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MS Access and MS Visual Source Safe

Hi All,

I recall trying to use the Visual Source Safe with MS Access (via the add-in) quite some years ago (~2000) and decided to give up after a bad experience.  I think it scrambled some of our objects, but I really can't remember the specifics.

Since that, at another place I worked, the developers said they had previously tried VSS with Access and gave up as well due to a bad experience and swore they would not use VSS again with MS Access.

Has anyone also had this experience?  Does anyone successfully use it?

Your thoughts are much appreciated.
CyrusB
Wednesday, November 15, 2006
 
 
>> Does anyone successfully use it?

I don't think anyone 'successfully' uses SourceSafe - whether it's with Access or not...

(sorry for the flippant reply, but I've been burned by SourceSafe several times.)
RocketJeff Send private email
Wednesday, November 15, 2006
 
 
Ditch sourcesafe and use subversion. You will be have a lot more integration options and a more stable system. Oh and it is free.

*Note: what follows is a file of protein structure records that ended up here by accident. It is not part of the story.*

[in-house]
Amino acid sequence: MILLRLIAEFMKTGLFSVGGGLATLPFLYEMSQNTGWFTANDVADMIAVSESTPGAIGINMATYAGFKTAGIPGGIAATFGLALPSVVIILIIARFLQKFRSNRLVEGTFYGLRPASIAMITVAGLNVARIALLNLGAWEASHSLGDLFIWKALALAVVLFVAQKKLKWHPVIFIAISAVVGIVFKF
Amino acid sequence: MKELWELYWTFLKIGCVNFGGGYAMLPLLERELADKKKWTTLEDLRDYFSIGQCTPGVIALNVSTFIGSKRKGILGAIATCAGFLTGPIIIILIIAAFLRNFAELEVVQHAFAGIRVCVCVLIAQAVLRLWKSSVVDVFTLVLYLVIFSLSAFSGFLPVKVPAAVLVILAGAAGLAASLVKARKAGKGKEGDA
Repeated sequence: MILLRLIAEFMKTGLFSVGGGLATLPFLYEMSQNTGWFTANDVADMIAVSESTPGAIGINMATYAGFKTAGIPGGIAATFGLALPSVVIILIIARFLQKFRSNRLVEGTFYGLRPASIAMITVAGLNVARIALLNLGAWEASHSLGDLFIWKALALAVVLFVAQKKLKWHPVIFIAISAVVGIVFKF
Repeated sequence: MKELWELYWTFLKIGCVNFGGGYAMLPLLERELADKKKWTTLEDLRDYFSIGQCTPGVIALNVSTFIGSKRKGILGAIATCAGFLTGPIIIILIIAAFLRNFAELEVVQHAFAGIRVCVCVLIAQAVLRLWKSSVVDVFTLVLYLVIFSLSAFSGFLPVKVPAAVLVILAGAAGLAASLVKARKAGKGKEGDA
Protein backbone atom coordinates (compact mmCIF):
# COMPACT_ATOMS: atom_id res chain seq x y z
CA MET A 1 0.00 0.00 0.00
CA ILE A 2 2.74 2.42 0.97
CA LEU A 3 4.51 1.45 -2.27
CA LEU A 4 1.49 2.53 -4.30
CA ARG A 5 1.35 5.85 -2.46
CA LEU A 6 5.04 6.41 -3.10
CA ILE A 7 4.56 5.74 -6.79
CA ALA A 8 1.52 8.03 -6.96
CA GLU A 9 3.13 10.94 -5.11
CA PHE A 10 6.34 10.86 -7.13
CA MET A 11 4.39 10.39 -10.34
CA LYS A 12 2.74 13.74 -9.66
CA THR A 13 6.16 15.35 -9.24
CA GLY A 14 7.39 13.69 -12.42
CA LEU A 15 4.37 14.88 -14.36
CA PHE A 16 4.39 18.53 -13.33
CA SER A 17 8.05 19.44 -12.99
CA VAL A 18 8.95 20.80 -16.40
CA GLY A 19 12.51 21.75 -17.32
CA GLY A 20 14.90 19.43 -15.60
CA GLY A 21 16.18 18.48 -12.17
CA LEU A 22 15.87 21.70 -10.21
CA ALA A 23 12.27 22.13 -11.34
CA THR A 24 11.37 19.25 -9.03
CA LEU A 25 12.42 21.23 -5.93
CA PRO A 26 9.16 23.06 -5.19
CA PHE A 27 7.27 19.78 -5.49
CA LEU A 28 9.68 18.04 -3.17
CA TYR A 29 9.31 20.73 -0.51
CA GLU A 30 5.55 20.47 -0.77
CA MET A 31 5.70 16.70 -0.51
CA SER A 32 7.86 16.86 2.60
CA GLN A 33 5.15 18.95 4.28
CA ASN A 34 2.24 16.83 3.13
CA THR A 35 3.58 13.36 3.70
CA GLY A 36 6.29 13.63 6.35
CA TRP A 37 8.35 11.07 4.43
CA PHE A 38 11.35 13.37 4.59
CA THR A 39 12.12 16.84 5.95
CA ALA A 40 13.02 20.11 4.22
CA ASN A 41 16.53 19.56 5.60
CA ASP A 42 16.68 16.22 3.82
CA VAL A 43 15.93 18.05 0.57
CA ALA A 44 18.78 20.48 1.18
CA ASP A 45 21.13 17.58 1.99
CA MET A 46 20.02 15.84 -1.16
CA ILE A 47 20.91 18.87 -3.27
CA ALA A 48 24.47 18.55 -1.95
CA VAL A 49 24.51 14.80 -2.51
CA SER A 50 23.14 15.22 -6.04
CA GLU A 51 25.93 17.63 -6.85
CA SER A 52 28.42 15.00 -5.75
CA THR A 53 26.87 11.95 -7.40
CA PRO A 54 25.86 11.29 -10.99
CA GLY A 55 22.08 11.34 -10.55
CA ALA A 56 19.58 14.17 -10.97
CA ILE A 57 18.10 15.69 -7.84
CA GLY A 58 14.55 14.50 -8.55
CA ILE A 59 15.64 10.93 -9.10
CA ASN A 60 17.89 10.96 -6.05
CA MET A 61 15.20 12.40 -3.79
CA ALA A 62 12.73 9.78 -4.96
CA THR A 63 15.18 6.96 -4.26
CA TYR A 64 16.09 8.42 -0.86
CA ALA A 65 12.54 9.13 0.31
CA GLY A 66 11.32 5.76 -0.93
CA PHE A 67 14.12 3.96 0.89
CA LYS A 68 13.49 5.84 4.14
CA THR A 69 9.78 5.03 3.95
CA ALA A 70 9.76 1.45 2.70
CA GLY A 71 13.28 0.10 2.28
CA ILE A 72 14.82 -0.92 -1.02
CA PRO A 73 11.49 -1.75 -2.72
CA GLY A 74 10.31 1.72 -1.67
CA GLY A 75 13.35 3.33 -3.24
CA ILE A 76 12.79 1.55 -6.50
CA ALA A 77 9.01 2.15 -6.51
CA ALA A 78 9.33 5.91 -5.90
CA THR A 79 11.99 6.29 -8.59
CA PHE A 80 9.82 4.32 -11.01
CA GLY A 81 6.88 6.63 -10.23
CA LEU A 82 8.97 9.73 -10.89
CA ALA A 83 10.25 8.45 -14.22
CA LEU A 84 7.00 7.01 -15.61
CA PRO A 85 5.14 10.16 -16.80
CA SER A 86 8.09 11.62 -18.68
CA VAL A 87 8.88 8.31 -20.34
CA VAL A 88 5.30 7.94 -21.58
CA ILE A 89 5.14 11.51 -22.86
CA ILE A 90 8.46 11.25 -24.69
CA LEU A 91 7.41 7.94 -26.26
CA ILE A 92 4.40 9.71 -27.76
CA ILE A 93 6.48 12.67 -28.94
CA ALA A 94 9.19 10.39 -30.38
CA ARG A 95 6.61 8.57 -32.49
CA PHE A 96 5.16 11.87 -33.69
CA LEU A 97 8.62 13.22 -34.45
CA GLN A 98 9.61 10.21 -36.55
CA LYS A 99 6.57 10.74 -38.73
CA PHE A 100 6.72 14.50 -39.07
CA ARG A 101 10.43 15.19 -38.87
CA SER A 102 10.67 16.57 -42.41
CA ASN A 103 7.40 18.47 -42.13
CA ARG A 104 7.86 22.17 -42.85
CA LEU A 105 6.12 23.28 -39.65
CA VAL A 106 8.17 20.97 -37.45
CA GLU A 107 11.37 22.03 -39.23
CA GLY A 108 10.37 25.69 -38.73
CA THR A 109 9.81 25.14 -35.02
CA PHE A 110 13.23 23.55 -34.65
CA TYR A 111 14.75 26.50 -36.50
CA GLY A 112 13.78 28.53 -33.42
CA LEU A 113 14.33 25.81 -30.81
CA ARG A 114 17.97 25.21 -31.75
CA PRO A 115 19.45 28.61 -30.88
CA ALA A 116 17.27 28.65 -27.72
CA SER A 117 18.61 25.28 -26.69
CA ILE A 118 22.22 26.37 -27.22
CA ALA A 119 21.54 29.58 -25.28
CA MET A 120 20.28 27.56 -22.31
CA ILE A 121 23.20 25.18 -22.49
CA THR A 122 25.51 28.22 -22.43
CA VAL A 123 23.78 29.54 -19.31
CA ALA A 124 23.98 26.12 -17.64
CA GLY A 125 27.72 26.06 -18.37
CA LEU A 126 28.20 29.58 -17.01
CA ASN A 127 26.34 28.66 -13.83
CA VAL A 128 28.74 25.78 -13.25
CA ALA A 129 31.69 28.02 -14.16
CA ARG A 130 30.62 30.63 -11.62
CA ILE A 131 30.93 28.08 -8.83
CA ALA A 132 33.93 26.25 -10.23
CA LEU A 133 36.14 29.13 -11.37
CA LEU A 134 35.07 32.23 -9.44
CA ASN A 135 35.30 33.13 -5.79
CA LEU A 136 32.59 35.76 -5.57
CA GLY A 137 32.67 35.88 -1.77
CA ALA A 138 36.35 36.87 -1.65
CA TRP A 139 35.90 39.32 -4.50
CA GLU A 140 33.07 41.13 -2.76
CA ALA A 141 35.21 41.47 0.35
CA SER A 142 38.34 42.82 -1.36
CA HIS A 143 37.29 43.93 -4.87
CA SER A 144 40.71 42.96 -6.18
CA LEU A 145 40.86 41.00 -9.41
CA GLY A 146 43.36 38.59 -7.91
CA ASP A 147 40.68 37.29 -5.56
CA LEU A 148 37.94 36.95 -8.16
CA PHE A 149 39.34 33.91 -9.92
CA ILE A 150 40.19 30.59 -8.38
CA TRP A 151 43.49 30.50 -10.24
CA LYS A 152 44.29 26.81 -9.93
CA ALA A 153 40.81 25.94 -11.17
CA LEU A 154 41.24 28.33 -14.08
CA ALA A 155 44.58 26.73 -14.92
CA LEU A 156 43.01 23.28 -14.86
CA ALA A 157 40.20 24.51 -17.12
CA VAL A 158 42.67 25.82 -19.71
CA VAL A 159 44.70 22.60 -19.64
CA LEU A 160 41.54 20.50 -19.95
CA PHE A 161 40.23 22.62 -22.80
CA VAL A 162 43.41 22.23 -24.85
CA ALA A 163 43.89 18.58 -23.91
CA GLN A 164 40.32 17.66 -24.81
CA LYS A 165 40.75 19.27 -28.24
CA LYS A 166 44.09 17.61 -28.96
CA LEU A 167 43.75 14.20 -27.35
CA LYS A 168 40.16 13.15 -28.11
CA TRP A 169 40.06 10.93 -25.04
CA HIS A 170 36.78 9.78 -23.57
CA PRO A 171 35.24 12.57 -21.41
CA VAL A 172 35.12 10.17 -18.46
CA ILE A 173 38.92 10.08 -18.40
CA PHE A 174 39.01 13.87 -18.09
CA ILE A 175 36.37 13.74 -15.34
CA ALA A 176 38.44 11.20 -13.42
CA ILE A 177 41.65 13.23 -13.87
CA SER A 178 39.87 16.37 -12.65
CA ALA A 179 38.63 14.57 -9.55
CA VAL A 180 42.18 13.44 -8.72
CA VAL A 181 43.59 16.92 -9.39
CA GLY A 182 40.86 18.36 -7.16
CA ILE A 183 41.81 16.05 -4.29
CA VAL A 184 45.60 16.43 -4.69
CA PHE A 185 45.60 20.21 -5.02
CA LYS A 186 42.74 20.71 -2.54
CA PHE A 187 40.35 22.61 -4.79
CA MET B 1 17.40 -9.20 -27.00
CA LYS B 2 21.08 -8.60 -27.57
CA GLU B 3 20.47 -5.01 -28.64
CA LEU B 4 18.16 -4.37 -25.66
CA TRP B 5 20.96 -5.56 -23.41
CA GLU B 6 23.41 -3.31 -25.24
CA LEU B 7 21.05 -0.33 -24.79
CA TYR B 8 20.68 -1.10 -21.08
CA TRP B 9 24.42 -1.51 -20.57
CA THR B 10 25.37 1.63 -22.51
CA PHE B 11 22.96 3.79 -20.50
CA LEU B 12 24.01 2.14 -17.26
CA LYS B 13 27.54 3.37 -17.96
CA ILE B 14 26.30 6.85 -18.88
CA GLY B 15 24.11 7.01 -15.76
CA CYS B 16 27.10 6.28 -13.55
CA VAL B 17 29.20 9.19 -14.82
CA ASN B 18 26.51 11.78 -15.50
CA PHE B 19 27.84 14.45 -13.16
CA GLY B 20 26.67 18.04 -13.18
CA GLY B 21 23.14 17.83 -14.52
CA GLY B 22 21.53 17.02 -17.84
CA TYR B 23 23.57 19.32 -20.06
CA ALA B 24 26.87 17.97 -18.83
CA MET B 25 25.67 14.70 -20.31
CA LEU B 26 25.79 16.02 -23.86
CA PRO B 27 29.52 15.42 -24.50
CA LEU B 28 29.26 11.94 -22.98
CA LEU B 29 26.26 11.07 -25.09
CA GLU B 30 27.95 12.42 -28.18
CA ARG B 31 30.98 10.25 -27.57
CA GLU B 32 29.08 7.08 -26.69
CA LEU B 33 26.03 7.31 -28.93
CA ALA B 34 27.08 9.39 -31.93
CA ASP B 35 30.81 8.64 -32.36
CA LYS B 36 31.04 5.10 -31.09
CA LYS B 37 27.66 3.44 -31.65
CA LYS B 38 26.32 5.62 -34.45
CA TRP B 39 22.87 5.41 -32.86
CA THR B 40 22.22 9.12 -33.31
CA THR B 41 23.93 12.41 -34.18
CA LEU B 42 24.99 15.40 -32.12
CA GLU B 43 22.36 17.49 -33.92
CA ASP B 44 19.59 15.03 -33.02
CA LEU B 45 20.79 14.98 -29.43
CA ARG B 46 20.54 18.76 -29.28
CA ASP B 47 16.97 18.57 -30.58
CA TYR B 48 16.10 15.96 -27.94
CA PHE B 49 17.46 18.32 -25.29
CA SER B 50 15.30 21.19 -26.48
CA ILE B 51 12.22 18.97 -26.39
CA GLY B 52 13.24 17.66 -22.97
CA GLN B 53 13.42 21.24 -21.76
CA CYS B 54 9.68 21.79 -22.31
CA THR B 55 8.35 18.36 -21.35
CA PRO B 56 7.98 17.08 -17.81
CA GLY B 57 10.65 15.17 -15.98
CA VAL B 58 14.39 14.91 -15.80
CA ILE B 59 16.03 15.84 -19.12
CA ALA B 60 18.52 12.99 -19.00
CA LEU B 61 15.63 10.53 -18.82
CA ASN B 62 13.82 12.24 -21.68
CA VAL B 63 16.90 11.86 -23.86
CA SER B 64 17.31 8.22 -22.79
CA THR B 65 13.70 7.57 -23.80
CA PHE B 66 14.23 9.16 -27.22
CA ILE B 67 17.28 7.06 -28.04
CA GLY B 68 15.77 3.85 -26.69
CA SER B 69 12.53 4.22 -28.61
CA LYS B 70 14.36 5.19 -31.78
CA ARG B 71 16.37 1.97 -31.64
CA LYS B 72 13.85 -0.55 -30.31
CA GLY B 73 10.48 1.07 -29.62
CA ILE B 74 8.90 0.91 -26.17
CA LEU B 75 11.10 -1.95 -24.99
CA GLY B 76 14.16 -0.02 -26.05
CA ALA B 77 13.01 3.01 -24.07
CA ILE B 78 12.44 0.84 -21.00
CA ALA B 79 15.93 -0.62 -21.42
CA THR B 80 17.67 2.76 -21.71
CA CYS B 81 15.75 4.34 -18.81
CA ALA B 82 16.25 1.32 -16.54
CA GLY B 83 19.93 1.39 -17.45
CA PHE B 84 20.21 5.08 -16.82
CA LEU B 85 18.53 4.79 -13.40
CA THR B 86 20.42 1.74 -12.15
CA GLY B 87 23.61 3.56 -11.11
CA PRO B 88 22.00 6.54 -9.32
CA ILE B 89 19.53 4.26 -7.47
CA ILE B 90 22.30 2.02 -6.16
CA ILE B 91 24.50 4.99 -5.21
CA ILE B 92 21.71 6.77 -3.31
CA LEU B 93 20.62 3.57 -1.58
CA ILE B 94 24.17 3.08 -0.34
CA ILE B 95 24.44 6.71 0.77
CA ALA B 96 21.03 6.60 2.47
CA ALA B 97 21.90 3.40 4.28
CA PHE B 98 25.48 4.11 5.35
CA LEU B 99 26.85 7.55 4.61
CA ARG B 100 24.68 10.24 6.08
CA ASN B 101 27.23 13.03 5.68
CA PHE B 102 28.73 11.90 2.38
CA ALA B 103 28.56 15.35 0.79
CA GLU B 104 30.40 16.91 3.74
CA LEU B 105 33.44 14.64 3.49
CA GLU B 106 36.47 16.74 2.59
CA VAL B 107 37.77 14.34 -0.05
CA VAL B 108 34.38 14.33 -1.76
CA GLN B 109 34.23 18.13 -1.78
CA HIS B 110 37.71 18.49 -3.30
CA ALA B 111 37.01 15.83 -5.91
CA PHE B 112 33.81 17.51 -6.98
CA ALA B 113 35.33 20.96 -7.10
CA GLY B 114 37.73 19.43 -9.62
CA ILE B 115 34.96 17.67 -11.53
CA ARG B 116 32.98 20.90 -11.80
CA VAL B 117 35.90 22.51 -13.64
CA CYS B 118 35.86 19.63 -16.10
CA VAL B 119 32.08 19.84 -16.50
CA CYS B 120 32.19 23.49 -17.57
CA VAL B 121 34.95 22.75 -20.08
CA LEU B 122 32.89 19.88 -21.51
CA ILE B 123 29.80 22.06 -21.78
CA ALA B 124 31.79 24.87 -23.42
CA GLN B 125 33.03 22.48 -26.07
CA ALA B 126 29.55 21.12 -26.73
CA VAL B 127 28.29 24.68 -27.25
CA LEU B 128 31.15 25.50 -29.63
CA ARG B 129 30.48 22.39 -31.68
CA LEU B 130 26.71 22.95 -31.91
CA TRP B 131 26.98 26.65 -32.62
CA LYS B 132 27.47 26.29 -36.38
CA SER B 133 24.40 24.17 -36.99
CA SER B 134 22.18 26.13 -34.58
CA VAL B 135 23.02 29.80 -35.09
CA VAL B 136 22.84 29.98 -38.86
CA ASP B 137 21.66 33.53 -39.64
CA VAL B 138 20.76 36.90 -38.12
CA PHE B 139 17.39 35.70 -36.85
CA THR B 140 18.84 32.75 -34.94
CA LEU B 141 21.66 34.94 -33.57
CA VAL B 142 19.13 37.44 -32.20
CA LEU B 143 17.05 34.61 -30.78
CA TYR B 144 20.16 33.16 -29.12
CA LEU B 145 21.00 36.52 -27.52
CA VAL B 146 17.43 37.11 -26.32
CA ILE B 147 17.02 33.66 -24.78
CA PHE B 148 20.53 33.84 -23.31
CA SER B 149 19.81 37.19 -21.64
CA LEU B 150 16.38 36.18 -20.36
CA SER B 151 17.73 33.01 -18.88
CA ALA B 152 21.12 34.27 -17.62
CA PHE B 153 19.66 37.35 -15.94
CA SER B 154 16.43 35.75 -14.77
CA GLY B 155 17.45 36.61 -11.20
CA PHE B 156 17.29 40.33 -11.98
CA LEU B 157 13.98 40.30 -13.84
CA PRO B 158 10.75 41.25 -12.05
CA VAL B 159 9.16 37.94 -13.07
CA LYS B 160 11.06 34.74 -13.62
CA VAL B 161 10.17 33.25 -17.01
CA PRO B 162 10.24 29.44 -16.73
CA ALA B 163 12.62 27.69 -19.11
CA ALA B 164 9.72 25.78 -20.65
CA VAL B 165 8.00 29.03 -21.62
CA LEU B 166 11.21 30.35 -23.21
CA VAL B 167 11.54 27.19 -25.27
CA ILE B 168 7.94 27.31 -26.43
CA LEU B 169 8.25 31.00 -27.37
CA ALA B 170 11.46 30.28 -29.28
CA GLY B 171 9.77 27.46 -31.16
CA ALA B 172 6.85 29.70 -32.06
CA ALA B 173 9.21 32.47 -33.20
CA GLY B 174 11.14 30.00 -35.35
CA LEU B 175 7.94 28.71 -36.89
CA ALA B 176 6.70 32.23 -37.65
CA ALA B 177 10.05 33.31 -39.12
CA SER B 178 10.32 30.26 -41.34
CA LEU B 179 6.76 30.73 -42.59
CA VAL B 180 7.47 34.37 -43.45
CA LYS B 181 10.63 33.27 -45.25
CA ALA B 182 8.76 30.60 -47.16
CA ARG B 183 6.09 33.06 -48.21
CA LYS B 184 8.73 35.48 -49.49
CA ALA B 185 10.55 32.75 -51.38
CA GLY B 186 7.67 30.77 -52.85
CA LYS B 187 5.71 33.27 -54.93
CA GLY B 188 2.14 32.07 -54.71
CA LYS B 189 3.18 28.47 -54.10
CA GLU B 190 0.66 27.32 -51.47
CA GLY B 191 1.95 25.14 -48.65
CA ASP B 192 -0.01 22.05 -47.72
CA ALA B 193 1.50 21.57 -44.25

For example you can modify subversion to display a text box where you can type in a case number. Then a script is run that updates subversion and the Fogbugz case so they cross-link to each other.

The interface in subversion that allows this is documented and a wide variety of technologies (SQL, Access, etc) can be used with it.

Wednesday, November 15, 2006
 
 
We gave up on Source Safe as well, and switched over to SourceGear's Vault. Since then we've had no issues at all. It also integrates with FogBugz rather nicely.
Tim Send private email
Wednesday, November 15, 2006
 
 
"Ditch sourcesafe and use subversion."

Are you saying that subversion supports MS Access?  The only reference to MS Access I found on the Subversion site was a couple of irrelevant forum posts.

I'm not sure whether you are familiar with MS Access.  All its objects (forms, queries, code modules, etc) are stored within the one (.mdb) file.  They are not natively stored as text files like many programming languages.